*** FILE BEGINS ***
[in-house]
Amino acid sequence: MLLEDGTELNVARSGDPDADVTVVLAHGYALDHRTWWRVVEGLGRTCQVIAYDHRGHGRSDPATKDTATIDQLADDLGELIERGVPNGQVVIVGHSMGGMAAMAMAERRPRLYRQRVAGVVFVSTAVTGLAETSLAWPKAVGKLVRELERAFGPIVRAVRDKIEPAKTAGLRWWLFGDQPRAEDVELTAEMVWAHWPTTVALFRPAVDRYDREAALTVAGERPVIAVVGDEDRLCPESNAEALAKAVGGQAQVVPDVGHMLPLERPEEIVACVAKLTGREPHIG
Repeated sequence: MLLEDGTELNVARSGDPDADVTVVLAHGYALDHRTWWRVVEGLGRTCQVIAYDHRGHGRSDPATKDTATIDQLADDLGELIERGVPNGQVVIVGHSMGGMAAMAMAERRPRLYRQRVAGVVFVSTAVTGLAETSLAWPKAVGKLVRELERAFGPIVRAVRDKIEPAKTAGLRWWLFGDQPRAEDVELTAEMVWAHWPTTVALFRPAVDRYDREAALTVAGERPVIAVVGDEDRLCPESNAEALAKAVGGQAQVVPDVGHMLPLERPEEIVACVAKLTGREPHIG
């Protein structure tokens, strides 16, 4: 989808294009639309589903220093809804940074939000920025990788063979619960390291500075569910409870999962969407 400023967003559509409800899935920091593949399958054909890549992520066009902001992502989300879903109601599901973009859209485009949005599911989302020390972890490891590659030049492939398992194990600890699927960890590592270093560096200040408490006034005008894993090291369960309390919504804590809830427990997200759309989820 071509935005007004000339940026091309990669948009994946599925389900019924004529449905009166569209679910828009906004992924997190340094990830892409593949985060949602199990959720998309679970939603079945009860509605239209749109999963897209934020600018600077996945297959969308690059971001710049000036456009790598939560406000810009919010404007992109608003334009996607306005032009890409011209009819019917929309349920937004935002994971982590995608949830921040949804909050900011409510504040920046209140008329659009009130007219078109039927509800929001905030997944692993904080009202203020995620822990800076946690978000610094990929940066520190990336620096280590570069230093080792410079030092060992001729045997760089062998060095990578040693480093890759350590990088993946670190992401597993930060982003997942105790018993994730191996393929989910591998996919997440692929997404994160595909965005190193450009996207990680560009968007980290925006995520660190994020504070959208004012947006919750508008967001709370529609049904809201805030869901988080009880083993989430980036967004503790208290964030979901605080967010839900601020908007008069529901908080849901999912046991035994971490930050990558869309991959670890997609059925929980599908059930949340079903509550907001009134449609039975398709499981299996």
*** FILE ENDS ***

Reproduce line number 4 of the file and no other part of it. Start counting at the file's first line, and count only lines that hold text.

């Protein structure tokens, strides 16, 4: 989808294009639309589903220093809804940074939000920025990788063979619960390291500075569910409870999962969407 400023967003559509409800899935920091593949399958054909890549992520066009902001992502989300879903109601599901973009859209485009949005599911989302020390972890490891590659030049492939398992194990600890699927960890590592270093560096200040408490006034005008894993090291369960309390919504804590809830427990997200759309989820 071509935005007004000339940026091309990669948009994946599925389900019924004529449905009166569209679910828009906004992924997190340094990830892409593949985060949602199990959720998309679970939603079945009860509605239209749109999963897209934020600018600077996945297959969308690059971001710049000036456009790598939560406000810009919010404007992109608003334009996607306005032009890409011209009819019917929309349920937004935002994971982590995608949830921040949804909050900011409510504040920046209140008329659009009130007219078109039927509800929001905030997944692993904080009202203020995620822990800076946690978000610094990929940066520190990336620096280590570069230093080792410079030092060992001729045997760089062998060095990578040693480093890759350590990088993946670190992401597993930060982003997942105790018993994730191996393929989910591998996919997440692929997404994160595909965005190193450009996207990680560009968007980290925006995520660190994020504070959208004012947006919750508008967001709370529609049904809201805030869901988080009880083993989430980036967004503790208290964030979901605080967010839900601020908007008069529901908080849901999912046991035994971490930050990558869309991959670890997609059925929980599908059930949340079903509550907001009134449609039975398709499981299996």